Meanwhile, thanks again partly to the internet, we live increasingly in winner-takes-all economies. Globalisation and naked power have help to strip out self-correcting feedback; for winners and losers alike, the process of winning or losing has become self-reinforcing.
Finally, partly as a result of the exercise of this taken-for-granted power, the tacit assumption has grown up that the economy exists to serve companies, rather than the other way around. Profit has become its own justification. But the decoupling of corporate from the wider social welfare has had consequences that are only now becoming apparent. One of the most important is the wholesale outsourcing that has savagely depleted what Gary Pisano and Michael Shih call the ‘industrial commons’, the technological and institutional infrastructure that supports innovation. The result is a hollowed-out economy in terms of both techology – Amazon couldn’t build a Kindle in the US if it wanted to – and, increasingly, employment.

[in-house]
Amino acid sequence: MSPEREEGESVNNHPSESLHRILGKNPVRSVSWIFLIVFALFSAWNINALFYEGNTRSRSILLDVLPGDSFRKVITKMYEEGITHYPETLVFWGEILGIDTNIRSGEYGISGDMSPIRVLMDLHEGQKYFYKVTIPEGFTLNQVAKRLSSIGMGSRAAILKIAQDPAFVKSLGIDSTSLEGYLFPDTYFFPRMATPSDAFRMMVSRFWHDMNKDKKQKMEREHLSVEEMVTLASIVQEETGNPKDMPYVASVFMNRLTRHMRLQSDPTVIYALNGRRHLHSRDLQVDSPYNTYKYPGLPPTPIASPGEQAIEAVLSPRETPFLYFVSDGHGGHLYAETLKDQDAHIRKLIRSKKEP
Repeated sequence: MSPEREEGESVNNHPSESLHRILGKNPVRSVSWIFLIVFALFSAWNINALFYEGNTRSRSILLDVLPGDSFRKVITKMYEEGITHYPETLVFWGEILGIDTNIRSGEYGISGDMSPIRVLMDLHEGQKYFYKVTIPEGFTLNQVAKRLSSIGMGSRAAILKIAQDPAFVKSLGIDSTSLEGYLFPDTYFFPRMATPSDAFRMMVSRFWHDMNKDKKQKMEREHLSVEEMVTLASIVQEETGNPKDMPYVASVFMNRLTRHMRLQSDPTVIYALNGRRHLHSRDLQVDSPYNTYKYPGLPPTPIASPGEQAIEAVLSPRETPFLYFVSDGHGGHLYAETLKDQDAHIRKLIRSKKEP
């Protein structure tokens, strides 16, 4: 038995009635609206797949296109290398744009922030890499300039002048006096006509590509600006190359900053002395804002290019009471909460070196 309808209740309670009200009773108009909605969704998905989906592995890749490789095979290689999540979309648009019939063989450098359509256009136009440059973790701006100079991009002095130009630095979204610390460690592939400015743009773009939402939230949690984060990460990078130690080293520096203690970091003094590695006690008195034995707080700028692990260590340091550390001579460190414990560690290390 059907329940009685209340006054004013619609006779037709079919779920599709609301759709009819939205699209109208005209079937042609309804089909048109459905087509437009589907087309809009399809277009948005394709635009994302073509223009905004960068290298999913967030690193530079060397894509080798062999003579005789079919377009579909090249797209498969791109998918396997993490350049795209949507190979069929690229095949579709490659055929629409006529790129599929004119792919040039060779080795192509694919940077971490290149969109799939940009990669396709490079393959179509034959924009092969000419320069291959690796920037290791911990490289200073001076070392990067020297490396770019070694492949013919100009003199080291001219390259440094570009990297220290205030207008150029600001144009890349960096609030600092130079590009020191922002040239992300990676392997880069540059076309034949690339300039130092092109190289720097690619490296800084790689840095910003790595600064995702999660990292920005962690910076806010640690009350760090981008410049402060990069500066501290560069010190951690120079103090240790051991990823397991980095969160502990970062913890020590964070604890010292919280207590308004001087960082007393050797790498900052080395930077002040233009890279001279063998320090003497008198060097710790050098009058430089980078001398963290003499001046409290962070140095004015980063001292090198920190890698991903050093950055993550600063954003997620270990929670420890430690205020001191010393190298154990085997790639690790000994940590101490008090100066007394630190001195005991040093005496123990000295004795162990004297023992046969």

To this fermenting brew Silicon Valley has added its own special, and diabolical, ingredient. Ironically, it stems from the hippy-libertarian mantra that ‘information wants to be free’. Dutifully following that idea, Google’s Sergey Brin took a momentous sideways step: by giving away the service and making money from advertising, he reasoned, he could have it both ways – information stayed free and he could have his money-making business too.